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NMSU student lands fellowship to study quasars

New Mexico State University graduate student Bryson Stemock is joining approximately 2,000 young scholars across the nation to be offered a National Science Foundation Graduate Research Fellowship, the country’s oldest fellowship that directly supports graduate students in various STEM fields.

The five-year fellowship will fund Stemock’s research as he pursues his Ph.D. in astronomy for three years with an annual stipend of $34,000 per year and an additional $12,000 per year for university tuition and fees, with two reserve years.

Bryson Stemock stands in front of the Apache Point Observatory 3.5mm telescope, which he uses frequently for his research. Stemock received the National Science Foundation Graduate Research Fellowship, which will provide three years of funding to help him pursue his Ph.D. (Source: NMSU)

“Knowing my funding is taken care of now will let me focus on what I’m actually here to do, which is to perform exciting research and begin my career as an astronomer.”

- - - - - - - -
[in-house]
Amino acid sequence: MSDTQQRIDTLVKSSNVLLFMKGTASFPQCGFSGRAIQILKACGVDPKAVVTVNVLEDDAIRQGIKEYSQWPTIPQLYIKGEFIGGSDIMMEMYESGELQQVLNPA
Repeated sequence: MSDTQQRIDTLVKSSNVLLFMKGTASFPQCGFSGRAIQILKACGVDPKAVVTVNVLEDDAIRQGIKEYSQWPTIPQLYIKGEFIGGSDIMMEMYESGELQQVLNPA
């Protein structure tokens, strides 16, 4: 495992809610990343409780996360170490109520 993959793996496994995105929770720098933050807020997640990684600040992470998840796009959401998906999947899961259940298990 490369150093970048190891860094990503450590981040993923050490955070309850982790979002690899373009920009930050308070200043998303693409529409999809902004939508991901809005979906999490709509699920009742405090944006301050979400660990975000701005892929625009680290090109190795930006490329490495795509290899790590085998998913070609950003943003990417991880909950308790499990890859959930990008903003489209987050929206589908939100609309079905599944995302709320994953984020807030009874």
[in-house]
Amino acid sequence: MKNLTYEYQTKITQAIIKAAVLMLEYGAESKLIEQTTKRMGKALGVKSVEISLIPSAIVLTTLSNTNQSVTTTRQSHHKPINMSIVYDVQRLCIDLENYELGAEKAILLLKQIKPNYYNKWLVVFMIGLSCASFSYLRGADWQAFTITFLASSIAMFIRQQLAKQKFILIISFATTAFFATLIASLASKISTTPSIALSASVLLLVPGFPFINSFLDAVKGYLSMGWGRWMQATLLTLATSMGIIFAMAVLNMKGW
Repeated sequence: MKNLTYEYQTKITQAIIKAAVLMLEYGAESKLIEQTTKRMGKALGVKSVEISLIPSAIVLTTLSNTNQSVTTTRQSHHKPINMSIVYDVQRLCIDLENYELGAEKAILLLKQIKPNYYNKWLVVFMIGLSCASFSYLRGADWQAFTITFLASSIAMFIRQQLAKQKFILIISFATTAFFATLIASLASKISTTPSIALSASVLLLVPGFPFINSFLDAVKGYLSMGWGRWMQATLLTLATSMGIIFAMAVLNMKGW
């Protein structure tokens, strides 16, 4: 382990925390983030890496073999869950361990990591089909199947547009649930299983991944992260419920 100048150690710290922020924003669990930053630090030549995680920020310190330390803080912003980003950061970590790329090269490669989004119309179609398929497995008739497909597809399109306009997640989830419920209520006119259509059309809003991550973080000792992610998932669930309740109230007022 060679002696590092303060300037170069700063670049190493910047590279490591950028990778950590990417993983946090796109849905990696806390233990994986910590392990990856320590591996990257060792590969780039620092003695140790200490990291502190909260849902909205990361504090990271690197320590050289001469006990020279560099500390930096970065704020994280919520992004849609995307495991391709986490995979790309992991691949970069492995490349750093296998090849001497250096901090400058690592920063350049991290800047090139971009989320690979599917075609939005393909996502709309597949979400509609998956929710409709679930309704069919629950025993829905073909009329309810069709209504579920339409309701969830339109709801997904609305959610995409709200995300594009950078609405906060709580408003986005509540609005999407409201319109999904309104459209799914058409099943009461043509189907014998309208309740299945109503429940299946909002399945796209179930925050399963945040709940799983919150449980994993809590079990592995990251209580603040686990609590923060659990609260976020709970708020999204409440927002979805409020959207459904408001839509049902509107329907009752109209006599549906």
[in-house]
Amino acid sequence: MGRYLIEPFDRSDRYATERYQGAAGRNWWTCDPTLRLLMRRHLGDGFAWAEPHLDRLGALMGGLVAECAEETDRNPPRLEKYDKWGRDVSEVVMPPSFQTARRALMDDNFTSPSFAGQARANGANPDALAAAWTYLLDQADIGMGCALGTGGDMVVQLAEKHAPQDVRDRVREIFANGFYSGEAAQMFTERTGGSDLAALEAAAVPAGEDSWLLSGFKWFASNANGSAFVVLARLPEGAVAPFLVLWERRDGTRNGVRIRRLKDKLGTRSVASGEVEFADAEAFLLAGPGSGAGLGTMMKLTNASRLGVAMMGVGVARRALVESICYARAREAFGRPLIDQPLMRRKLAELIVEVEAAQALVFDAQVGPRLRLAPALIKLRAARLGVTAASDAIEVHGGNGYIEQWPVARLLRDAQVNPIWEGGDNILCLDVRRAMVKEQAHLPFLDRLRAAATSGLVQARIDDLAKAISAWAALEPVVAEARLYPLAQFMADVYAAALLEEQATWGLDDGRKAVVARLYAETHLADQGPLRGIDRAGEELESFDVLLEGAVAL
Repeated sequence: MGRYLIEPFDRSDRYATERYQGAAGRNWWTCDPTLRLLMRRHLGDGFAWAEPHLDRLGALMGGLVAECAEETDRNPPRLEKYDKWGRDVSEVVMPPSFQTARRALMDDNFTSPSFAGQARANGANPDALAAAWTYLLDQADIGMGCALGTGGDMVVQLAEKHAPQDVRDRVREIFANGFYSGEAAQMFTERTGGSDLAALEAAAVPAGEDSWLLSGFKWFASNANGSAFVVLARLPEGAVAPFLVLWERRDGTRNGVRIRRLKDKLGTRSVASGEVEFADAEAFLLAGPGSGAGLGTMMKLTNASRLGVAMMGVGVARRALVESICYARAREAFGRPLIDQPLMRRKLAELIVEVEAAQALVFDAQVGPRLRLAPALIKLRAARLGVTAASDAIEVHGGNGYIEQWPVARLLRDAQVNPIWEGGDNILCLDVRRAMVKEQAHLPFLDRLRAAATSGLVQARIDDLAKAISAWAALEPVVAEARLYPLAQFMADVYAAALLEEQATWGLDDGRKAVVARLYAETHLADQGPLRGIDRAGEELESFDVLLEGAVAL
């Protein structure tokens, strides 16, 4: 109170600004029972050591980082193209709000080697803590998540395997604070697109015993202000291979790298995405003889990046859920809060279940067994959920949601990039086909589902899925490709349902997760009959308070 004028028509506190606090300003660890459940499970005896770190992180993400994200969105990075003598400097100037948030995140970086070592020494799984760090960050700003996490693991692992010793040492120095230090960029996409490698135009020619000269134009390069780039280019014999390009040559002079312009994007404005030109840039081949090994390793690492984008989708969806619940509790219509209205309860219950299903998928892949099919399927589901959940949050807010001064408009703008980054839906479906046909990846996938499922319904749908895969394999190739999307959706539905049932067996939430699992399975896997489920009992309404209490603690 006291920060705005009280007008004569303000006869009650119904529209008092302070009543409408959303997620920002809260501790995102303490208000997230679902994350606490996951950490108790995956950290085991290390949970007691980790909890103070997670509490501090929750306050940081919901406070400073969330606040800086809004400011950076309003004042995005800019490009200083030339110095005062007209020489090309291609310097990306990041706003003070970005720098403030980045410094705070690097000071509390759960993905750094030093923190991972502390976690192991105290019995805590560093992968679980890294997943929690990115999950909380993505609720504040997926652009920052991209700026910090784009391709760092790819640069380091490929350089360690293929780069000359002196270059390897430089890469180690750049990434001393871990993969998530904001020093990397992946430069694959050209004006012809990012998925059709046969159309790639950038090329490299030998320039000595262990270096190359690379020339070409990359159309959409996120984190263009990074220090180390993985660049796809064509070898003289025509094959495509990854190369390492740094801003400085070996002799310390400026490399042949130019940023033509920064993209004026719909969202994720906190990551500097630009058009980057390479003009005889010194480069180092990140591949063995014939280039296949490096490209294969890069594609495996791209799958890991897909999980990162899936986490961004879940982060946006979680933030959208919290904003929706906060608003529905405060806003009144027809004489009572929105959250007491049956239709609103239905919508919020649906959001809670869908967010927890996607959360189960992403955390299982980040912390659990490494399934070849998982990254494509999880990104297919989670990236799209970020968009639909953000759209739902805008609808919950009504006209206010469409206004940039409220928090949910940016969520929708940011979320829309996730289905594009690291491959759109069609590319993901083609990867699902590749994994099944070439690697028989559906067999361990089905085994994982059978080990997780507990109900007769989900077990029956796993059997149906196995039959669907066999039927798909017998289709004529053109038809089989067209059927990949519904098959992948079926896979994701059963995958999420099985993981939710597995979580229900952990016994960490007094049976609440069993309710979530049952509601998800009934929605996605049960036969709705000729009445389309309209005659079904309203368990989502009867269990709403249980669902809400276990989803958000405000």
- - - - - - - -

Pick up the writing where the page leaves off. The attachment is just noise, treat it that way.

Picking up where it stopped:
Stemock’s research focuses on combining innovative technology to learn more about the evolution of the universe using distant galaxies with very active central black holes, called quasars.

“By studying the light from a quasar, we can learn about gas clouds in between us and the quasar that we normally can’t see because they’re too dim,” Stemock said. The problem he faces is that analyzing the temperature or elements in just one or two gas clouds, or systems, can take up to a week for a trained professional.

bright spotThere are currently about 3,500 systems to study, which could take nearly 70 years to analyze completely and, as newer, larger telescopes are built, keeping up with the data is nearly impossible.

“With these issues in mind, I’m using machine learning, which is a branch of artificial intelligence, to design neural networks that can analyze tens of thousands of systems in under an hour.” Stemock said.

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